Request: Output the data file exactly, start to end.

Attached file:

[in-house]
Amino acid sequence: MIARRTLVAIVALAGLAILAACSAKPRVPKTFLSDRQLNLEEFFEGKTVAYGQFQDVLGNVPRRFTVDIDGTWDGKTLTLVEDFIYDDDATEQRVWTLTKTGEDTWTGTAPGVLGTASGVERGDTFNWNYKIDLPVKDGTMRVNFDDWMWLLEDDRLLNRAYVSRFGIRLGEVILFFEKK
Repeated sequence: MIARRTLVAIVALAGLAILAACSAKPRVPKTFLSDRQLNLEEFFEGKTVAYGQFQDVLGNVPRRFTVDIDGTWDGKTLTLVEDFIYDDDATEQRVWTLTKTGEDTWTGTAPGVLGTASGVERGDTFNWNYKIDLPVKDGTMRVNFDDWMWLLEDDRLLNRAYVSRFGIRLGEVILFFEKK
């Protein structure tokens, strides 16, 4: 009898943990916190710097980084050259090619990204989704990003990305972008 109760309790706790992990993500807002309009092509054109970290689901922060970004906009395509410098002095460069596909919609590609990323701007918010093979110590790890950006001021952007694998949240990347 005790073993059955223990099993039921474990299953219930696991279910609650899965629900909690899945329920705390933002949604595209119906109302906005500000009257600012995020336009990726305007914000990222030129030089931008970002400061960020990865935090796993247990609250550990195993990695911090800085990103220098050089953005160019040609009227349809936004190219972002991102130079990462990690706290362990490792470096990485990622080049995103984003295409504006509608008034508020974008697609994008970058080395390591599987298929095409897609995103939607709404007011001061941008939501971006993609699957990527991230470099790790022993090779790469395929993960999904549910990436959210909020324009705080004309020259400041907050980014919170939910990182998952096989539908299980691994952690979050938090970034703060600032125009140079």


[in-house]
Amino acid sequence: MIARRTLVAIVALAGLAILAACSAKPRVPKTFLSDRQLNLEEFFEGKTVAYGQFQDVLGNVPRRFTVDIDGTWDGKTLTLVEDFIYDDDATEQRVWTLTKTGEDTWTGTAPGVLGTASGVERGDTFNWNYKIDLPVKDGTMRVNFDDWMWLLEDDRLLNRAYVSRFGIRLGEVILFFEKK
Repeated sequence: MIARRTLVAIVALAGLAILAACSAKPRVPKTFLSDRQLNLEEFFEGKTVAYGQFQDVLGNVPRRFTVDIDGTWDGKTLTLVEDFIYDDDATEQRVWTLTKTGEDTWTGTAPGVLGTASGVERGDTFNWNYKIDLPVKDGTMRVNFDDWMWLLEDDRLLNRAYVSRFGIRLGEVILFFEKK
């Protein structure tokens, strides 16, 4: 009898943990916190710097980084050259090619990204989704990003990305972008 109760309790706790992990993500807002309009092509054109970290689901922060970004906009395509410098002095460069596909919609590609990323701007918010093979110590790890950006001021952007694998949240990347 005790073993059955223990099993039921474990299953219930696991279910609650899965629900909690899945329920705390933002949604595209119906109302906005500000009257600012995020336009990726305007914000990222030129030089931008970002400061960020990865935090796993247990609250550990195993990695911090800085990103220098050089953005160019040609009227349809936004190219972002991102130079990462990690706290362990490792470096990485990622080049995103984003295409504006509608008034508020974008697609994008970058080395390591599987298929095409897609995103939607709404007011001061941008939501971006993609699957990527991230470099790790022993090779790469395929993960999904549910990436959210909020324009705080004309020259400041907050980014919170939910990182998952096989539908299980691994952690979050938090970034703060600032125009140079």